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Right To Vape is an international database and repository. It contains testimonials of adults who have switched from combustible and unsafe oral tobacco products to safer nicotine alternatives.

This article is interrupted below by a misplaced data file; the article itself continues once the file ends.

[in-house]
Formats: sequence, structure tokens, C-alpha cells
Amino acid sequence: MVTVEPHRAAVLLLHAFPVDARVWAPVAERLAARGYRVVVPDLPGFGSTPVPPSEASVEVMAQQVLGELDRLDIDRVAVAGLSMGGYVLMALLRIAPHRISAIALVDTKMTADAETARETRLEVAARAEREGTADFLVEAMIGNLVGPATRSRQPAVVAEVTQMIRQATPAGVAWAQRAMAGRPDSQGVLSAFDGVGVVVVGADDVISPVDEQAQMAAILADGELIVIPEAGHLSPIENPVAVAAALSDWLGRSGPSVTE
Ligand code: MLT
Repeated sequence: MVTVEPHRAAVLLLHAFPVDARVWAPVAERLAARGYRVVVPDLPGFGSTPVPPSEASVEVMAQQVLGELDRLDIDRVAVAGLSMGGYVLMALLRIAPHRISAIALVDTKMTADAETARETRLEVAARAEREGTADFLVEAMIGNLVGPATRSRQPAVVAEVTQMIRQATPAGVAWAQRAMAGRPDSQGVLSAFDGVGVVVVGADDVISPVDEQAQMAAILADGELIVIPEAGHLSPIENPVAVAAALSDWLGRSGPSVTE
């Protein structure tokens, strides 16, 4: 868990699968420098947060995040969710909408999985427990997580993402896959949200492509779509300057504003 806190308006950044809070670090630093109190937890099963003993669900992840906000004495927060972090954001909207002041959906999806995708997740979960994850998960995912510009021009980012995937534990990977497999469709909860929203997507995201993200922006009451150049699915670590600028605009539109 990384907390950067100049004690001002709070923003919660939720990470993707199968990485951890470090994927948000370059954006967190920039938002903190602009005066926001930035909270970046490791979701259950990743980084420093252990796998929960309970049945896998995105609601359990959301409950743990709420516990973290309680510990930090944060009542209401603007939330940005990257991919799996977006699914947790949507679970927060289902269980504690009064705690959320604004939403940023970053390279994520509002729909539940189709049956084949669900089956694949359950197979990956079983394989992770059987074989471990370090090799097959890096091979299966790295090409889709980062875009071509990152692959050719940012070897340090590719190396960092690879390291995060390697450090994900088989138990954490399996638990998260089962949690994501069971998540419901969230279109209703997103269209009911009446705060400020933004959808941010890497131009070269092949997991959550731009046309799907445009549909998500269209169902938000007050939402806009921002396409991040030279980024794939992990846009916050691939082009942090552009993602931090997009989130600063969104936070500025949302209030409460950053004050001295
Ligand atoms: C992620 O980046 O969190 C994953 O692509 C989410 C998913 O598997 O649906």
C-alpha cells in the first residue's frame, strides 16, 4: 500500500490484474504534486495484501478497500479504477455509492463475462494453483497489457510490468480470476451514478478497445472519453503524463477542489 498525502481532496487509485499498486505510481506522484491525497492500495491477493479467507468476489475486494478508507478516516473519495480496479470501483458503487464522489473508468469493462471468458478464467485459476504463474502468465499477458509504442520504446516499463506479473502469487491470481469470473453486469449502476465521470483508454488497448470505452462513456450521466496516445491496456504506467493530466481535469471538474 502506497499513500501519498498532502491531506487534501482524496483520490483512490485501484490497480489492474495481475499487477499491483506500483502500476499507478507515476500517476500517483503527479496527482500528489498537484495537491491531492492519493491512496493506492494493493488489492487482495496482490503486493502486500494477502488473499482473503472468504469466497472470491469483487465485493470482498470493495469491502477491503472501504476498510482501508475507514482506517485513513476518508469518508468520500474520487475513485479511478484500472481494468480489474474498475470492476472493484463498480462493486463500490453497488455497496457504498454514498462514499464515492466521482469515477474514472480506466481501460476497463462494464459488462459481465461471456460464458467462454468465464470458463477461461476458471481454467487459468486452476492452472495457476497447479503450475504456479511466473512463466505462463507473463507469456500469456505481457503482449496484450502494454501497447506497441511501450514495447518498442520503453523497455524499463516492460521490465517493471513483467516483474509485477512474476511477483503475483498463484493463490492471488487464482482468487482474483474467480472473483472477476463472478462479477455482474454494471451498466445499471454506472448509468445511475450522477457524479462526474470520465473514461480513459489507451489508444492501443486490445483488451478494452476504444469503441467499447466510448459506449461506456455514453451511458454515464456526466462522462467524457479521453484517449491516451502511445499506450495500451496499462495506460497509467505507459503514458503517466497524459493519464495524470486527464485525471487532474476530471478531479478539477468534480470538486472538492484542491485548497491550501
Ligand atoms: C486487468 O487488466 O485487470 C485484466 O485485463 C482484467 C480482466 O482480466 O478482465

I smoked for 16 years. One pack a day to start, and increasing to 1.5 packs a day at the time I stopped. I Started using a small cigarette like electronic cigarette in January 2013. Immediately, I smoked about half as much (3/4) of a pack a day. I saw potential in the experience, but couldn’t get enough satisfaction from it to say I was ready to quit smoking completely. Around March, I decided to invest the money I saved from cutting back into a little bigger battery that used tanks (ego style). This gave me a great deal more options in nicotine level and flavorings. The immediate result was I cut back to 2 or 3 cigarettes per day. At this point, I knew I could quit smoking completely, but it wasn’t an easy switch. I went some days without completely and some days I smoked 2 or 3 up until mid April. I again decided to use my savings to double down on the harm reduction and purchased a variable volt ego style. This gave me more control over when I needed a heavy push to get through a craving and using less nicotine when I was just using my device to keep my daily routine in tact. Using the variable volt ego style battery as an aid, I completely quit smoking on the first of May 2013. Before trying electric cigarettes, I saw a doctor who prescribed some kind of pill, but I never knew what it was. All I noticed it doing was making my mouth dry. Once the prescription was gone, I never had it refilled. I tried slowly cutting back and quitting cold turkey on separate occasions. Both attempts ran into the same problem if I didn’t have a cigarette, someone would always be there to save the day. I lost focus at work, became short with my family, and basically just did not enjoy life during the attempts. So I went back to my routine. I also purchased a bunch of the gum at one time. This had absolutely no effect on my cravings, and the taste was so bad that I had force myself to keep doing it. Besides being a nicotine delivery system, the reason I believe electronic cigarettes are working for me is that I have many choices as to how I implement them into my routine. I can adjust the power up or down to suit my need at the very moment I need to use it. I can increase or decrease the nicotine content based how much I feel I have to use the device. I can switch the flavors up to distract me from the fact it’s still not really what I want to be smoking. Probably most importantly, I can feel and taste the product in the same way I did a cigarette. One of the hardest parts about quitting is that when the lungs start to clear out, one intensely craves that feeling of smoke in the lungs. When that feeling is duplicated and accompanied by a small dose of nicotine, the body seems to be much more satisfied that it is from chewing many pieces of gum containing much more nicotine. I strongly believe that any product aimed at smoking cessation should address this issue. According to my research, I’m not alone in this. Since I started cutting back on cigarettes in January, I’ve experienced many physical changes. At first, I battled fatigue, insomnia, and mild depression. All by my own account. I’ll start smoking again before going to the doctor for things of this sort as each seems something a person should be able to manage on their own. These symptoms were surprisingly short lived. By March, I was noticing that my life was pretty much back to normal with a few big improvements. The springtime sinuses were practically non-existent. The same time last year, I would have suffered nose bleeds, headaches, red eye, and all the other spring time fun that sells allergy medicine like candy. My response would have been to take allergy meds, which makes one either sleepy or hyper depending on which one you grab. I also noticed that I had more stamina on the job. I do a lot of walking during the day, and though not immediate, the difference is drastic and noticeable. Another change has been to my diet. I can no longer eat really spicy foods. I’ve had to start using mild salsa. My wife (long time smoker) actually teases me for it. Another physical change has been to my singing voice. I find that I not only have more breath, but I am also able to exhibit more control over my vocal chords, which was a pleasant surprise. Moving forward, I have a few concerns that remain. First and foremost is what’s going on with regulation and taxation. My government is considering limiting the options I praised above, which will undoubtedly send me back to smoking in the name of the greater good. I do welcome some involvement, though. Particularly, I would like to see government funded research into nicotine as a drug separate from tobacco. I have done my own homework, but my results range from mild as coffee to really bad news. The problem with the research is it’s almost completely based on obtaining nicotine from tobacco smoke, which is no longer applicable to my situation. NRT’s have proven mostly safe, and the FDA has currently said they should be used as long as needed. That inclines me to believe nicotine actually resides closer to coffee than cigarettes, but obviously, that’s not definitive. Other concerns I can manage myself, but I will detail for this summary. There is an obvious concern of quality control. Though I can research and dig through supplier provided data and independent reports, there is no way to know for sure what kind of product I’m getting. I guess the same could be true for the asprin I buy, though. I am concerned that there may be some unknown long term effect that has yet to surface, but we cannot make decisions based wild off the wall what ifs, can we. I could quit working because I think I have a winning lottery ticket in my pocket, but that doesn’t mean I’ll get rich. In fact, quite the opposite may be true. Same applies to harm reduction. Bottom line is I quit for 3 reasons: money, quality of life, and longevity. According to most all creditable research, using electric cigarettes as opposed to tobacco cigarettes will definitely provide for a positive influence over all three areas of my life. I think the only real question left is in longevity, and the only way to answer that is to wait until the people who started using electric cigarettes back in 2008 start getting old. As for the risk I’m taking, I’m trading a known devil for an unknown that shows no evidence of actually being a devil. It’s a smart decision even if it doesn’t end well. Given the information available, I would think the public health organizations of the world would be pushing electronic cigarettes like there’s no tomorrow, or at least doing some research on them. The fact that they are doing the opposite while not performing any research to back arguments for restrictions an regulations provides an insight into motivation, but I digress. The whole purpose of this writing was to tell my story of how I quit so those that make the rules might understand from the perspective of a smoker. Hopefully I was elaborate and honest enough that one could also gain a little insight into the though process and decision making of someone who chooses to use an alternative to smoking. Last thing I’ll say, and I know this to be absolute truth: If my options are quit or die, I’ll choose to die knowing I enjoyed my life. The bad part is that will likely be costly to society as medical costs of chronic illness are quite extreme. Perhaps a harm reduction will leave me in a position so that my costs more manageable and therefore not a burden on society. I beg all readers of this writing. Please do not ask me to quit or die. Nobody wins that fight!